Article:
A group of state legislators, including Deputy Assembly Majority Leader Joan Voss, are hoping to convince Gov. Christie to freeze a law — due to take effect at midnight tonight — that requires special license-plate decals for all drivers under 21 who have probationary licenses.
Republican Assemblyman Robert Schroeder got a co-sponsorship offer from the highly influential Voss, a Democrat from Fort Lee, as well as support from several of their colleagues in Trenton for an amendment Schroeder intends to file next week to eliminate the legal profiling.
They’re hoping the display of bi-partisan support convinces the governor to delay enactment of “Kyleigh’s Law” for 60 days, until the full Legislature can vote to eliminate the red reflective details, which must be in place tomorrow.
Violators will be fined $100.
“While I do believe that Kyleigh’s Law was well-intentioned, I also believe the new decal requirement will actually put our young drivers at greater risk,” said Schroeder, a freshman legislator from Washington Township who wasn’t in the Assembly when the law was adopted.
“The decals were meant to help law enforcement identify drivers who are violating the terms of their Graduated Driver License (GDL), to avoid a tragedy like the one that happened to Kyleigh D’Alessio,” a 16-year-old passenger who was killed in a car crash, along with the teenaged driver, Dec. 20, 2006.
“Unfortunately, these decals will also help criminals who prey on young people, providing them with a new tool in their quest to find victims, since these decals are only being required of drivers under the age of 21.”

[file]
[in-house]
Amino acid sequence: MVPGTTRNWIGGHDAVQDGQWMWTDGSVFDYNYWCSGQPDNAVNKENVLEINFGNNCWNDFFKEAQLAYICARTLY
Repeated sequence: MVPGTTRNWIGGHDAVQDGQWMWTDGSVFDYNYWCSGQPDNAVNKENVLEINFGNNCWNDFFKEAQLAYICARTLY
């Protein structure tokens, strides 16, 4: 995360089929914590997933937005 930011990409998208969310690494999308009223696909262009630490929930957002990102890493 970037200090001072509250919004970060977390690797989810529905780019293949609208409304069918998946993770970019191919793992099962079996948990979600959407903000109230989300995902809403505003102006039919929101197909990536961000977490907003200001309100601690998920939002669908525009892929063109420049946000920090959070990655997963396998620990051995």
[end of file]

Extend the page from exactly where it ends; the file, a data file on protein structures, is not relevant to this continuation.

Schroeder — the father of two teenagers himself — said he is filing separate legislation to honor Kyleigh’s memory by designating the 3rd week in December in New Jersey “Teen Driver Safety Awareness Week in honor of Kyleigh D’Alessio.”
“I think we should honor her life in a positive way,” he said.
Young motorists and their parents have been reminded all week that the reflective red decals must be in place tomorrow. These must be bought at MVC offices for $4 each.
In turn, the backlash has grown: Nearly 30,000 members have joined a Facebook group opposed to the decals.
“So many people are complaining about the teen decals [to their legislators],” Schroeder said. “We’ve gotten dozens of letters, emails and phone calls from all over the state of New Jersey, and they are unanimous in their support of my amendment to rescind the decals.”
Officially in their corner:
Asm. Robert Schroeder (R-District 39)
Asw. Charlotte Vandervalk (R-District 39)
Asm. Michael Patrick Carroll (R-District 25)
Asw. Joan Voss (Deputy Majority Leader — D-District 38)
Asm. Domenick DiCicco Jr. (R-District 4)
Asw. Nancy Munoz (R-District 21)
Asm. Scott Rumana (R-District 40)
Asm. Jon Bramnick (R-District 21)
New Jersey is the first state to make the decals mandatory, although some counties have required them. It gives police probable cause to stop a vehicle they suspect is in violation of a new state curfew and occupancy rules that apply to teen drivers.
The decal idea was proposed in a New Jersey Teen Driver Study Commission report, issued in March 2008.
Although identifiers aren’t a new concept, Schroeder said, other countries base theirs on experience level, not age.
“For example, all novice drivers in Canada must display an ‘N‘ sign in the rear of the vehicle. Other countries use a ‘P’ license plate for ‘probationary’ or ‘L’ for ‘learning.’ None of these restrictions are related to the age of the driver.
“The identifiers simply indicate that the person behind the wheel is a new driver.”
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